Yet The Times's editor in chief, Cliff Schechtman, won't send his reporters anywhere that they might find people who overcame their initial opposition to windmills off their coasts.
Schechtman declined to comment for this column.
It is not as if other media outlets share Schechtman's reluctance. Two local weeklies, The Cape Codder and The Barnstable Patriot, have had reporters visit wind farms in Europe. And when the Cape-based Clean Power Now group makes its second trip to Denmark, next month, a freelance writer from the online news site capecodtoday.com and an editorial writer from The Boston Globe will join them.
A former Cape Cod Times environmental reporter, John Leaning, sought in vain for Schechtman to send him overseas to provide more depth to the paper's reporting on Cape Wind. "They sent me to Paris to cover an art-show opening by a Cape artist," he said, "but they refused to send me to cover offshore wind farms in Europe."
Leaning said that the wind-farm issue was "a contributing factor" in his decision to leave the paper in December, after 35 years in journalism.
For a possible explanation of the travel ban by the otherwise adventurous Cape Cod Times, look no further than the paper's strident editorials against Cape Wind. They often employ the same pejorative language tossed about by die-hard Cape Wind foes, such as the Alliance to Protect Nantucket Sound. For example, the paper and the organization seem incapable of describing the project without alleging that it would "industrialize" Nantucket Sound. These are windmills we're talking about, not smokestacks.In March 2004, The Times ran a series on a poll that it had commissioned. One of the stories, which I helped write, said that 55 percent of local residents opposed the Cape Wind project, while 45 percent supported it. But the story lacked an essential element: the undecided.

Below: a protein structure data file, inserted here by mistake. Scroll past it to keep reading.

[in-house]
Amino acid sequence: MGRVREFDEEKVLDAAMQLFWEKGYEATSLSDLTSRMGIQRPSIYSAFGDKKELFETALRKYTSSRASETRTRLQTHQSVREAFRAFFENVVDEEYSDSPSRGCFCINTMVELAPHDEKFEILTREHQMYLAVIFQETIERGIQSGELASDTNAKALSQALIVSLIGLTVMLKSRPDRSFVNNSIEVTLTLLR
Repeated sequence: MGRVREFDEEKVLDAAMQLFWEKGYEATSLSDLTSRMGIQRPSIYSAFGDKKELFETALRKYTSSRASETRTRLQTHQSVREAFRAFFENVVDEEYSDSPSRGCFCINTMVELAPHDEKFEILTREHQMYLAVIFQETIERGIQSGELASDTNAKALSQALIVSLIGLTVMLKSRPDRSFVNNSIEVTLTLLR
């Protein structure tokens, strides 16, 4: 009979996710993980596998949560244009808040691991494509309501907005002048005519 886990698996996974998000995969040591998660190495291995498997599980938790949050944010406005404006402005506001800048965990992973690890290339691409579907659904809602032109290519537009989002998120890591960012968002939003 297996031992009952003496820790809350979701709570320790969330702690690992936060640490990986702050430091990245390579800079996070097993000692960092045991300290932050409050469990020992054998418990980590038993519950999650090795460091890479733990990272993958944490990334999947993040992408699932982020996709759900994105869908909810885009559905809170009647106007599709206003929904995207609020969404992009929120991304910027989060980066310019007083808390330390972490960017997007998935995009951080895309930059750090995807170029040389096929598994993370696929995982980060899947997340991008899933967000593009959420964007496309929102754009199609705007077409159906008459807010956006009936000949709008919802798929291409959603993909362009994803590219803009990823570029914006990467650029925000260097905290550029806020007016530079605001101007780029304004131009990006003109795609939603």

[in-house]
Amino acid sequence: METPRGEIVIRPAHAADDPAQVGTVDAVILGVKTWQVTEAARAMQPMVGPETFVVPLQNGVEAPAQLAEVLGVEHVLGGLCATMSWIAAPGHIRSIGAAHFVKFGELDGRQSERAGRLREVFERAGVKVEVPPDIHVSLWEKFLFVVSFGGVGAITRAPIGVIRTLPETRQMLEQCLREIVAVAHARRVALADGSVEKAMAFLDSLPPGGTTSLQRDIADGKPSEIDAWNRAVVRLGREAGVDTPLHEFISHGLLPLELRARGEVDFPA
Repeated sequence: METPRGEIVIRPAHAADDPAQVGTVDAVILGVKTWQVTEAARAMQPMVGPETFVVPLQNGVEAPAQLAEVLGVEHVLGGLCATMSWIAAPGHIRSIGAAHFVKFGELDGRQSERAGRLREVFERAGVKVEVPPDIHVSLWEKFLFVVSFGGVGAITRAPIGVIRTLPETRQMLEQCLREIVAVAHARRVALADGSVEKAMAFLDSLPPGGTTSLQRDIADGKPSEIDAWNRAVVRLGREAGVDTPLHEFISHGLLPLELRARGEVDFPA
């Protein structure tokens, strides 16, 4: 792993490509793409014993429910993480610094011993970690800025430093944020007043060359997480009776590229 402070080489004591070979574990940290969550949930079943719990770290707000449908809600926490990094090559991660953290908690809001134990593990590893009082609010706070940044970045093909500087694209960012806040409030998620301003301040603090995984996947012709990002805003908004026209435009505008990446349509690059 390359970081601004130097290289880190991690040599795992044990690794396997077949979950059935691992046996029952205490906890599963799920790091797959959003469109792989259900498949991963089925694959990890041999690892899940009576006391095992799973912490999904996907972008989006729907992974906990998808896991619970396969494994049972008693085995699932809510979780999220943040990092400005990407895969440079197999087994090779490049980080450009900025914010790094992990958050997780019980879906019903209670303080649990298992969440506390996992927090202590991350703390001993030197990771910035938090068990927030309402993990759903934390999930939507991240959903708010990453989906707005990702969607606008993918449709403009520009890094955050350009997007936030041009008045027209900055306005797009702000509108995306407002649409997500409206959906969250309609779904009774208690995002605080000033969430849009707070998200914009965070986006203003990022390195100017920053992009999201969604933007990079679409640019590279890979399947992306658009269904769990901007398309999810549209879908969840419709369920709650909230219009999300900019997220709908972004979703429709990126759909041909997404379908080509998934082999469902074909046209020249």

After learning, days later, that the undecided had accounted for 20 percent of the poll, I suggested to the editors that we revisit the story. I was told: You should have had that figure to begin with, as instructed.
You're right, I said, and I'm the one responsible for this. But now that we know what the figure is, we have an obligation to set the record straight with a story. A correction won't cut it.
Speaking as one, the editors disagreed.
The Boston Globe's media critic, Mark Jurkowitz, heard about the poll and weighed in with a story unflattering to The Times. Most egregious in the Times editors' eyes, I had spoken on the record with Jurkowitz. "It's not the way I'd prefer to go," I had said to him, "but it's not my call."
Coleman, by the way, also left the Cape Cod Times over this issue, after gradually being released from duties due to his vocal criticism of the situation.
Bravo to the Providence Journal for running this fantastic opinion piece today.